How do apps designed to help you get out and explore avoid becoming obsolete when a global pandemic forces everyone inside? One company may have found a solution. The location-sharing app Zenly has made a game out of social distancing.
Describing itself as a "live map of your friends and family," Zenly is meant to make linking up with people easier. But the app is switching things up for the duration of the coronavirus pandemic. Earlier today, CEO Antoine Martin announced Zenly's new leaderboard feature on Twitter.
Rather than encouraging people to head outside, the feature ranks five of your friends based on who has been home the most. By doing so, it’s creating a fun challenge that turns staying safe into a contest at which you can beat your friends. It’s especially ideal for the more competitive-minded among us.
Martin credited a tweet from Josh Constine, TechCrunch's editor-at-large, for the idea. On March 15, Constine tweeted, "Someone should build a quarantine gamification app where you rack up points for minimizing movement of your GPS dot."
The company told the Verge that you won't be able to participate in the game unless you have a "home" in the app. Adding a home can take a few days because Zenly needs access to your location and to figure out your daily habits.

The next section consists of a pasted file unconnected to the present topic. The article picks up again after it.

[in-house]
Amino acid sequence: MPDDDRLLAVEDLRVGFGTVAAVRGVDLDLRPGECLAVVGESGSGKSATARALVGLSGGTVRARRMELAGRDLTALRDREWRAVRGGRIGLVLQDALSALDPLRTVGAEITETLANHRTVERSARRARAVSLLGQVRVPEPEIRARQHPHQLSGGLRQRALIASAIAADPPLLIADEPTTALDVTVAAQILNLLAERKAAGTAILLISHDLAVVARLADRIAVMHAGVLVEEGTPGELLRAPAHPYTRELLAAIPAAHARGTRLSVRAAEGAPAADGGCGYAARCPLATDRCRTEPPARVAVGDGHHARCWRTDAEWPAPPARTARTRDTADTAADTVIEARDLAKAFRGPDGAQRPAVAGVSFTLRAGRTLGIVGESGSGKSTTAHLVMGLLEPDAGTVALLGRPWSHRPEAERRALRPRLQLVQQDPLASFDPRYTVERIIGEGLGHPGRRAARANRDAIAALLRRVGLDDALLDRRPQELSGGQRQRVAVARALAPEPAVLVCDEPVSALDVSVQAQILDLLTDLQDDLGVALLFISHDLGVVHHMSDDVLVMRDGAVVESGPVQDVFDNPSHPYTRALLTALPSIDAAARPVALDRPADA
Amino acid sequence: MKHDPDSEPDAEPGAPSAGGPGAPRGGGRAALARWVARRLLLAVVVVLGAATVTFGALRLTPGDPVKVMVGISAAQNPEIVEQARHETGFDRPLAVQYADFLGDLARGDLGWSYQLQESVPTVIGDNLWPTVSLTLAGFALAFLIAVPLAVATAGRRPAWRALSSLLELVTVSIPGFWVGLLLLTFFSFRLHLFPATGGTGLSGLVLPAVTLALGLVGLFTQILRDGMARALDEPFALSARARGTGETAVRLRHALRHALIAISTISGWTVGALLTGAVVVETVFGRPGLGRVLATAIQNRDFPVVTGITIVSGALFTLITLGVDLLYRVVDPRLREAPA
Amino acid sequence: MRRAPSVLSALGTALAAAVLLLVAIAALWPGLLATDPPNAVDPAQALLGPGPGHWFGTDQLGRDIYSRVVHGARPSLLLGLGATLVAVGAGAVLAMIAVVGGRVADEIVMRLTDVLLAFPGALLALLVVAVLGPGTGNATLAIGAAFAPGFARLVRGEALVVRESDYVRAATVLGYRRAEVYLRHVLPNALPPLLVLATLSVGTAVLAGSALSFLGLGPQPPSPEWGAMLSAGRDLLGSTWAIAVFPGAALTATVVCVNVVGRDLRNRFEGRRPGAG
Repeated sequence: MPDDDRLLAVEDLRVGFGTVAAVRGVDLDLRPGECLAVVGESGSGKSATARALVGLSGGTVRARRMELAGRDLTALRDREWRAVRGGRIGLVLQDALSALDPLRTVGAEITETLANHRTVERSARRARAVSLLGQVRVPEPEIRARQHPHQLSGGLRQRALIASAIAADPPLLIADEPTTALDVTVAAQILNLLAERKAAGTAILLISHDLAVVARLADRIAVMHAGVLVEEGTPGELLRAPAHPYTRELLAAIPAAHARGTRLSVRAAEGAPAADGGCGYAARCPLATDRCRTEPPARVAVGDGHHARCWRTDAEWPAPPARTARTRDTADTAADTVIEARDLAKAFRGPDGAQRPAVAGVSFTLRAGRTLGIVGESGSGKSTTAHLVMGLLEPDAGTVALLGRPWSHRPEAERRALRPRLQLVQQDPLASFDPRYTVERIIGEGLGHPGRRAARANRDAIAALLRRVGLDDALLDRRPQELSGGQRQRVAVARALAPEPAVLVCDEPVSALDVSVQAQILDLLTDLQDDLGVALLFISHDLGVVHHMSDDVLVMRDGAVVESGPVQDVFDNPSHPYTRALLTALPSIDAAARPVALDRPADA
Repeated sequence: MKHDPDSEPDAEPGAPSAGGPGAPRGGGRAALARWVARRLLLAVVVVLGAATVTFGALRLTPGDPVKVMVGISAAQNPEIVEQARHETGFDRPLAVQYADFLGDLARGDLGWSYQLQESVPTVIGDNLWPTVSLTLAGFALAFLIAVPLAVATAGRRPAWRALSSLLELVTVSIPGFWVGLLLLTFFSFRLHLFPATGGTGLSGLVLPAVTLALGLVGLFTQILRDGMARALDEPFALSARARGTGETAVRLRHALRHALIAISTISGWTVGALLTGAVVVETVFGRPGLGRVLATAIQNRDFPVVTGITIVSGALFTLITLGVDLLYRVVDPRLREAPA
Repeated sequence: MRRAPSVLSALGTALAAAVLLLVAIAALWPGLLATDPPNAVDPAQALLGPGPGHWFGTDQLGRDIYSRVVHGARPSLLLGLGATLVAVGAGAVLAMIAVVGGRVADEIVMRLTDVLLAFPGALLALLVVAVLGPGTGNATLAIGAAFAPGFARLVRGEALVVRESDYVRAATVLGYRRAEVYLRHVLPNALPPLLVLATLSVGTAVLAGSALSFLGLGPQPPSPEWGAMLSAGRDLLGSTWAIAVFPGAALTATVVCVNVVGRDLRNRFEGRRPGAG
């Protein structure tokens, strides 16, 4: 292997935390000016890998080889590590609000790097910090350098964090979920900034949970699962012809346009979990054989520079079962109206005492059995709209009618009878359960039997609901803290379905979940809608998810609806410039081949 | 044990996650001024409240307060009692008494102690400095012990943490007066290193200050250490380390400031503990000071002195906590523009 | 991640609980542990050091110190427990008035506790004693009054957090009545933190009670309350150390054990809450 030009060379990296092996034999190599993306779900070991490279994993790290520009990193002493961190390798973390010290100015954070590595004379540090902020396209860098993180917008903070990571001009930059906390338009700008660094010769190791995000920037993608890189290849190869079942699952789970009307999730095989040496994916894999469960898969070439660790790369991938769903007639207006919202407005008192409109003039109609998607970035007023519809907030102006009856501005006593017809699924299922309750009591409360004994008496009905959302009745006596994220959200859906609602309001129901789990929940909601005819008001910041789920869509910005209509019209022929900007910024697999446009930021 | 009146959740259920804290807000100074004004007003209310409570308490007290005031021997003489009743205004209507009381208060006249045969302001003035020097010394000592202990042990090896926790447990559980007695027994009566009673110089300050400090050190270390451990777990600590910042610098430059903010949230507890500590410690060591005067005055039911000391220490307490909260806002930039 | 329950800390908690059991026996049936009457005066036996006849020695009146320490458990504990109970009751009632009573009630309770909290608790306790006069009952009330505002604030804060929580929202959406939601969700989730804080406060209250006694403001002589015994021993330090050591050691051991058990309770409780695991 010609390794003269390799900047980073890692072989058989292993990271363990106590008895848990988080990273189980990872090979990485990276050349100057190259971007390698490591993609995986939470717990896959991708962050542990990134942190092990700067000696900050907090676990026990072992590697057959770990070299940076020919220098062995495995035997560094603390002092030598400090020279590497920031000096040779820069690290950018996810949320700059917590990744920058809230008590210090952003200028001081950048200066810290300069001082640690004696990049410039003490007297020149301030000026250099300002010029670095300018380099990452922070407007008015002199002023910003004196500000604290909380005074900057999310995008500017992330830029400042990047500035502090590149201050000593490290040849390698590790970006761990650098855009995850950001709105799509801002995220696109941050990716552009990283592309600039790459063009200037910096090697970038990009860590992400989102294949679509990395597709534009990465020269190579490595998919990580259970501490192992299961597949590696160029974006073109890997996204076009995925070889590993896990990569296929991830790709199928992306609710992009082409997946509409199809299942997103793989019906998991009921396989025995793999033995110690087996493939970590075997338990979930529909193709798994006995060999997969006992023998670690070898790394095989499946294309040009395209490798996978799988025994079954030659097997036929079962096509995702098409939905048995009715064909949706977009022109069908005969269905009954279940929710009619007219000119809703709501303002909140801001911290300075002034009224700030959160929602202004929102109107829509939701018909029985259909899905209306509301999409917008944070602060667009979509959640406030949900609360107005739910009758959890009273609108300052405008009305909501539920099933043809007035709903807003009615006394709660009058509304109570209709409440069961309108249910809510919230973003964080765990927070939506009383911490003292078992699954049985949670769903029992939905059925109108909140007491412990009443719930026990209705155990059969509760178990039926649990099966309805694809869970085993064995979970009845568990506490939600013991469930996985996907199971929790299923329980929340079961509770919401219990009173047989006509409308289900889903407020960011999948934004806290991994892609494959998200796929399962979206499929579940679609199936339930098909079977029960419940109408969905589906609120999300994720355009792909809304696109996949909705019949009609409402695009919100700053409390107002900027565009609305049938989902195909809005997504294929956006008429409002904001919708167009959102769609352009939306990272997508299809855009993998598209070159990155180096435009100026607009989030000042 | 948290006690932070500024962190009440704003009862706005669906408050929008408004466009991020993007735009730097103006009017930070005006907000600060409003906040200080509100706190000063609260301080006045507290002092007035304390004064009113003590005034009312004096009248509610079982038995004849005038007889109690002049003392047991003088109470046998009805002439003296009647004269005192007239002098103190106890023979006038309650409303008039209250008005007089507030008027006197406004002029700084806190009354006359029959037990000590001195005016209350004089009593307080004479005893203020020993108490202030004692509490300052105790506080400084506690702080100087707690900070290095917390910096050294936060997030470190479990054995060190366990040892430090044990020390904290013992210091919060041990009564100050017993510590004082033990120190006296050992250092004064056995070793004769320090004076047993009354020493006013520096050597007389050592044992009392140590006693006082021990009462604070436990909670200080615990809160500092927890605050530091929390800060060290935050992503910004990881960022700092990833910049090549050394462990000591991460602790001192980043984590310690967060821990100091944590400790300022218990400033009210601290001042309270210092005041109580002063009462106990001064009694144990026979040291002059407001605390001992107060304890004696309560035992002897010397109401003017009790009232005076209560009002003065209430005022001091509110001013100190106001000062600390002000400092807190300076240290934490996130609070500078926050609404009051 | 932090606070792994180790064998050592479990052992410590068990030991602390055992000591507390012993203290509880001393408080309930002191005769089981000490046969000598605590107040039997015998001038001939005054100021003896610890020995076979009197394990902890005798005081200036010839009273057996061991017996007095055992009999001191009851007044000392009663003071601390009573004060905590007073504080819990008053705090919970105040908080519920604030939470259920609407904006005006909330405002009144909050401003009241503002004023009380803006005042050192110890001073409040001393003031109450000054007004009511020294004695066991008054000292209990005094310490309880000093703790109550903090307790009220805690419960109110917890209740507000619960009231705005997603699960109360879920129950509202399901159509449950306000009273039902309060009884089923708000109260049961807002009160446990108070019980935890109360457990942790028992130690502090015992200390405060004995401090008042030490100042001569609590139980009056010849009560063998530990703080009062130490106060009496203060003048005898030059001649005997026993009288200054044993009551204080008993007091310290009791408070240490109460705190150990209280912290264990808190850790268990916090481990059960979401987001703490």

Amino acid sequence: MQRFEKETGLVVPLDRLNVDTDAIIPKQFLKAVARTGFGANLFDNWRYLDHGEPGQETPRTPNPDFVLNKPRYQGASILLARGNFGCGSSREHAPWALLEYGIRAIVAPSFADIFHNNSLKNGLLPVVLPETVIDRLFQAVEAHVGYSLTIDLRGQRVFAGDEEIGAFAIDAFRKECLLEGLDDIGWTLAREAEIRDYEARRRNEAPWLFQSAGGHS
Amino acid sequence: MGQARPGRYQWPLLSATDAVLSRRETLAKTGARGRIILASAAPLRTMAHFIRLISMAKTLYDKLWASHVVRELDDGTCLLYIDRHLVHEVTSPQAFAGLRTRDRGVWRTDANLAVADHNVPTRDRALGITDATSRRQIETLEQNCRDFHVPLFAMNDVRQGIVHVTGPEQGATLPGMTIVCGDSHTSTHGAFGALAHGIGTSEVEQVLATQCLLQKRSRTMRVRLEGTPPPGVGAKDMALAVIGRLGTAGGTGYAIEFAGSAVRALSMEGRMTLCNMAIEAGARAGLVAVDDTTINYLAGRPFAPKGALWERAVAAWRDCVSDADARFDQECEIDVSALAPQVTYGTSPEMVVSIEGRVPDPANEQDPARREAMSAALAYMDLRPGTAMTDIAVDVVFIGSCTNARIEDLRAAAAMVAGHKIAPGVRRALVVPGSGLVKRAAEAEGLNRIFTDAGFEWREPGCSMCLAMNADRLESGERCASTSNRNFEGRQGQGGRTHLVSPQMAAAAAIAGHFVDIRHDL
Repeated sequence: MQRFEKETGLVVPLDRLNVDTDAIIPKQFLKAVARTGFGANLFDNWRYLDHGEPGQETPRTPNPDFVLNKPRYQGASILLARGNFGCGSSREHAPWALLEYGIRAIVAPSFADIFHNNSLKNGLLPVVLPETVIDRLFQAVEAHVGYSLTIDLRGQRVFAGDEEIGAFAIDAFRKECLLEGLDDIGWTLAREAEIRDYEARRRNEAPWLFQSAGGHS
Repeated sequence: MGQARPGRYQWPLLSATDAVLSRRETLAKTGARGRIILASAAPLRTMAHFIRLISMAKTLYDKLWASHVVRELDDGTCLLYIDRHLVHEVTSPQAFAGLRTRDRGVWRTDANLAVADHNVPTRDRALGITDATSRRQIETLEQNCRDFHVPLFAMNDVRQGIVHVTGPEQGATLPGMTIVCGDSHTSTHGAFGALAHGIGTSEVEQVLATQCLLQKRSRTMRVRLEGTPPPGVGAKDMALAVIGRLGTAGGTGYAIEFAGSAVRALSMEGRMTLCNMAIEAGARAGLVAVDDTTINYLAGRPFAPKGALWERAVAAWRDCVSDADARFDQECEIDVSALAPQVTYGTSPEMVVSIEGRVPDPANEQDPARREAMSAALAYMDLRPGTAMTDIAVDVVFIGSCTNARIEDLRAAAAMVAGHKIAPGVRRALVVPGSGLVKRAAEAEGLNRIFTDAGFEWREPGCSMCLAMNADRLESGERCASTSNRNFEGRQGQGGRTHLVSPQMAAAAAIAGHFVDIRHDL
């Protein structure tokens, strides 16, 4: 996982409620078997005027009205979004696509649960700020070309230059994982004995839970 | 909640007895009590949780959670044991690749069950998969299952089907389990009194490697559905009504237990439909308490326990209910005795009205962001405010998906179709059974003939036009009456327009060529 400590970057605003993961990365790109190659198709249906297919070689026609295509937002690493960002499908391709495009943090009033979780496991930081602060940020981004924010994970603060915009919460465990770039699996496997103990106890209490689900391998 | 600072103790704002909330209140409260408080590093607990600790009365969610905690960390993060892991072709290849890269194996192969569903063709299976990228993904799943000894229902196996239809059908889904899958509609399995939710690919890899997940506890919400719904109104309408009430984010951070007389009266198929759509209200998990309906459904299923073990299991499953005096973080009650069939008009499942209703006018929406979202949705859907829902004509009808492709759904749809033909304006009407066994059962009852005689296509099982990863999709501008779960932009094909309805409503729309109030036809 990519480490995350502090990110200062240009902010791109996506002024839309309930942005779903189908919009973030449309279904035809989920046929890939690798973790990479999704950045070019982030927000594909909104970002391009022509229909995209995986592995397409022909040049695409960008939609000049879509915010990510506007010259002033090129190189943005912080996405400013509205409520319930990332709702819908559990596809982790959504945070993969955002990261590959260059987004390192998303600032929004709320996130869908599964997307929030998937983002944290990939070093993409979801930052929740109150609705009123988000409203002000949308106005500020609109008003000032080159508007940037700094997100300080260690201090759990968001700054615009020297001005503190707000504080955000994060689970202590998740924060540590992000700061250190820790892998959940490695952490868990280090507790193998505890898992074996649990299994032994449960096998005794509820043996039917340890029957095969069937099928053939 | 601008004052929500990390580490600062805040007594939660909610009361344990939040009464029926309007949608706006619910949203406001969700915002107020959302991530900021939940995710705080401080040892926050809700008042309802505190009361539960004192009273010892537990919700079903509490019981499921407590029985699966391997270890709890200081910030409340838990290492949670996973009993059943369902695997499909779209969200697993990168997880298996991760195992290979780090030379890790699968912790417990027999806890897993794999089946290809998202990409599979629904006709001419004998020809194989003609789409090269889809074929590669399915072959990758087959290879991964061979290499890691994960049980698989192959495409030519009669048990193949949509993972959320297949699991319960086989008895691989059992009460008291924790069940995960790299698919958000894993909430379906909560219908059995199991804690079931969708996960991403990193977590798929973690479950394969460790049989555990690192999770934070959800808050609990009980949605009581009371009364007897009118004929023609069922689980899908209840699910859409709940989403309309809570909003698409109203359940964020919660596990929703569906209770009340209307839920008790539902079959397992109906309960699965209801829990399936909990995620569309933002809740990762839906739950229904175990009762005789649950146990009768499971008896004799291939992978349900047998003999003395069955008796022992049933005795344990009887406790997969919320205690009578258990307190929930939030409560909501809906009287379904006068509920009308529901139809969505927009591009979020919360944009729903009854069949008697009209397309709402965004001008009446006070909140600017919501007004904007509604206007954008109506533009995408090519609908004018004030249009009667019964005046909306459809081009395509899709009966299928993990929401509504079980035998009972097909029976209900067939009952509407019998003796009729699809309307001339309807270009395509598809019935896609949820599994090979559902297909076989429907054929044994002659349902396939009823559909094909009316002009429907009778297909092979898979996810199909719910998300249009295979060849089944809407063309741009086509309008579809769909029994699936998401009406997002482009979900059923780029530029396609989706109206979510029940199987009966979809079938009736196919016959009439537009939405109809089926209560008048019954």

This isn't the only coronavirus-related feature Zenly has released. Last week, the Snapchat-owned company unveiled a map feature that shows the number of coronavirus cases in a state or country. TechCrunch reported that Zenly updates the map three times per day using data from the John Hopkins Center for Systems Science and Engineering.
On the whole, this is less creepy than some of the other tech pitches around coronavirus. Earlier this month, the Washington Post reported that the U.S. government was in talks with some big companies to glean location data. Instead, Google said it would limit the access that the federal government has. While concerns have been raised about using phones to track people with the virus, Zenly’s update seems slightly more benign, as the point of the whole app is to share location data. It’s a clever way to make social distancing more, well, social.